53. 53. Smoothness Debate ● Vehement Objections – Too subjective – Verifiability – Poor english ● Disruption – Disregarding vote – Wiki fiddlers vs Mappers – Wiki edit wars – New process? ● Lock down?
  54. 54. The wrong way to think about tags ● Come up with lots of ideas for new tags ● Submit proposals, organise votes, generally fiddle with the OSM wiki a lot ● Pester people to use tags in map renderings ...oh and maybe do a bit of actual mapping
  55. 55. The right way to think about tags ● Do mapping! ● Found something without a documented tag? – Search thoroughly (in mailing list too) – Use a less specific tag and qualify with type= – Use a note= tag – Just invent a tag ● Do more mapping! ● Discuss politely. Improve existing docs. ● maybe... possibly.... do a proposal ● Focus on mapping. Don't worry about rendering
  56. 56. TagWatch ● Tag usage stats ● Split by country ● Tags used in conjunction
  57. 57. Rendering ● Topic follows on although... tagging is not just about rendering ● Go from geodata (nodes, ways, relations & tags) to rasterized map images Rendering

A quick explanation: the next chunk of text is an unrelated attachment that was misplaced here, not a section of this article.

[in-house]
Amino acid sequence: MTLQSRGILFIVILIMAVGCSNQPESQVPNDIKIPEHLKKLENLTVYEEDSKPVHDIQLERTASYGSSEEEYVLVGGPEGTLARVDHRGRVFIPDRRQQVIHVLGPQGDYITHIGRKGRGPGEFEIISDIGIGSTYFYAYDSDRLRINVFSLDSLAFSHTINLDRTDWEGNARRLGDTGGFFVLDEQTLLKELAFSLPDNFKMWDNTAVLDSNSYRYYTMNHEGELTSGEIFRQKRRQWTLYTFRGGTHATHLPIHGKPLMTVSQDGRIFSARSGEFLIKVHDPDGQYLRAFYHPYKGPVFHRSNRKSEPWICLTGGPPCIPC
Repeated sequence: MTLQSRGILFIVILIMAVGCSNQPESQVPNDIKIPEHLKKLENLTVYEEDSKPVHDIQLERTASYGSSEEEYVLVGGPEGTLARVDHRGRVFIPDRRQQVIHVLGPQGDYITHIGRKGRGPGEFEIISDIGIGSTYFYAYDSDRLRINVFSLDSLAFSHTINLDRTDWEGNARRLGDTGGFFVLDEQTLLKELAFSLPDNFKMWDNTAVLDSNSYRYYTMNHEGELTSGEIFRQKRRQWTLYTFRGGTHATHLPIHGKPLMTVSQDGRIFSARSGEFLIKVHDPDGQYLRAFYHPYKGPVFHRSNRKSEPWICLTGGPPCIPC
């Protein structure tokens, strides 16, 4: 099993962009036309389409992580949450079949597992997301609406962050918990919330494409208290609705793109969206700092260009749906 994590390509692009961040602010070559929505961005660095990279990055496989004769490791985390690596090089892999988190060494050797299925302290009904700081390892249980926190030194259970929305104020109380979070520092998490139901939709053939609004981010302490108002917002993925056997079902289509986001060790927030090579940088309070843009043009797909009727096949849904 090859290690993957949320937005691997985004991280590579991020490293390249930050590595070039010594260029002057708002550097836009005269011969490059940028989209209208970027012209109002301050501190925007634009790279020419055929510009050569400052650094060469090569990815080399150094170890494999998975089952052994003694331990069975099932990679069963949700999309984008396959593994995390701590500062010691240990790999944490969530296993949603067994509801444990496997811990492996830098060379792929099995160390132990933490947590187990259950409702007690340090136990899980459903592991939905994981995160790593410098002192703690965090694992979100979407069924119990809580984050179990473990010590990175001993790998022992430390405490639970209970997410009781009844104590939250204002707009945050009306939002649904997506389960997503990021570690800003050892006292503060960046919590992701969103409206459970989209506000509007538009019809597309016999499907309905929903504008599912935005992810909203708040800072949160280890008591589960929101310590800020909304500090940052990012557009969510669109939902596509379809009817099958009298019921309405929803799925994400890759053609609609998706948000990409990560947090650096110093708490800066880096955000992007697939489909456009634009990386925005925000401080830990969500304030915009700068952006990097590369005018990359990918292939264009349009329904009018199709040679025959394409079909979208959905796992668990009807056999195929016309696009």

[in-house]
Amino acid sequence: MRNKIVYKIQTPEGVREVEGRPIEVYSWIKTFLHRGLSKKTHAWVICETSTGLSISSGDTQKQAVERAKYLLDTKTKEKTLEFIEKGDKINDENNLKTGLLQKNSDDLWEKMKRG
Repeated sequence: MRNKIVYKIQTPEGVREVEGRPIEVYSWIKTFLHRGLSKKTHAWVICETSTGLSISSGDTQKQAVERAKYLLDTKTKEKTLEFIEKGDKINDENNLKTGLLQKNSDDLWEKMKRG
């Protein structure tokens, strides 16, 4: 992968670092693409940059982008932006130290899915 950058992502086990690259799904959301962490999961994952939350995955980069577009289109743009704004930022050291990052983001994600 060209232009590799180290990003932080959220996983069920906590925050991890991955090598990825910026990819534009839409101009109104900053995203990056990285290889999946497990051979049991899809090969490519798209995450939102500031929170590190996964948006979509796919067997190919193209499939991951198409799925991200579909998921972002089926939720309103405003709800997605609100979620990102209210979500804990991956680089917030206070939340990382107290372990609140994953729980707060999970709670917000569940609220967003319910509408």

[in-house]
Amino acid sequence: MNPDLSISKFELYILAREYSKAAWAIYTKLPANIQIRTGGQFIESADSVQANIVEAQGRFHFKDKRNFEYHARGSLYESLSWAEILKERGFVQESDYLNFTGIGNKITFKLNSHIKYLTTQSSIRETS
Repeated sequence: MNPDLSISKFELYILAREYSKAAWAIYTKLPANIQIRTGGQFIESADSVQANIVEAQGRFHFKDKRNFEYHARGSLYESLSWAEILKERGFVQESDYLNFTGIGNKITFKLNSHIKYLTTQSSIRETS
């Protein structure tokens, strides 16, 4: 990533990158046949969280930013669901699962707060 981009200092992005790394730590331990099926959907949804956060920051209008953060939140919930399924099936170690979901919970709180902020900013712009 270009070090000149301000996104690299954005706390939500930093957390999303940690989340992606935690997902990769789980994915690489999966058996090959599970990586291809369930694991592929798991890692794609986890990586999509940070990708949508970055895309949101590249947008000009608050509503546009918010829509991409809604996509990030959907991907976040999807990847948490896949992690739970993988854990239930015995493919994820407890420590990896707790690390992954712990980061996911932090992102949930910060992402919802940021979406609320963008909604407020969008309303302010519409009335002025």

58. 58. Which tags to render? ● Thousands of different tags in the DB ● Can't show them all ● Choose features to show at different zoom levels – Cartography! ● What do you want to emphasise?
  59. 59. Rendering Toolchain Slippy Map Display
  60. 60. Mapnik ● Open Source rendering software ● Fast! ● C++ ● Requires PostGIS database
  61. 61. Mapnik Stylesheet ● XML format ● 'styles', 'filters' and 'rules' ● >7000 lines long ● Pre-processing steps – Cascadenik – and also...
  62. 62. osm2pgsql ● Step before using Mapnik (& stylesheet) ● load OSM data into a Postgres database ● Lossy conversion. Only take tags of interest ● nodes and ways → linestrings and polygons Slippy Map Display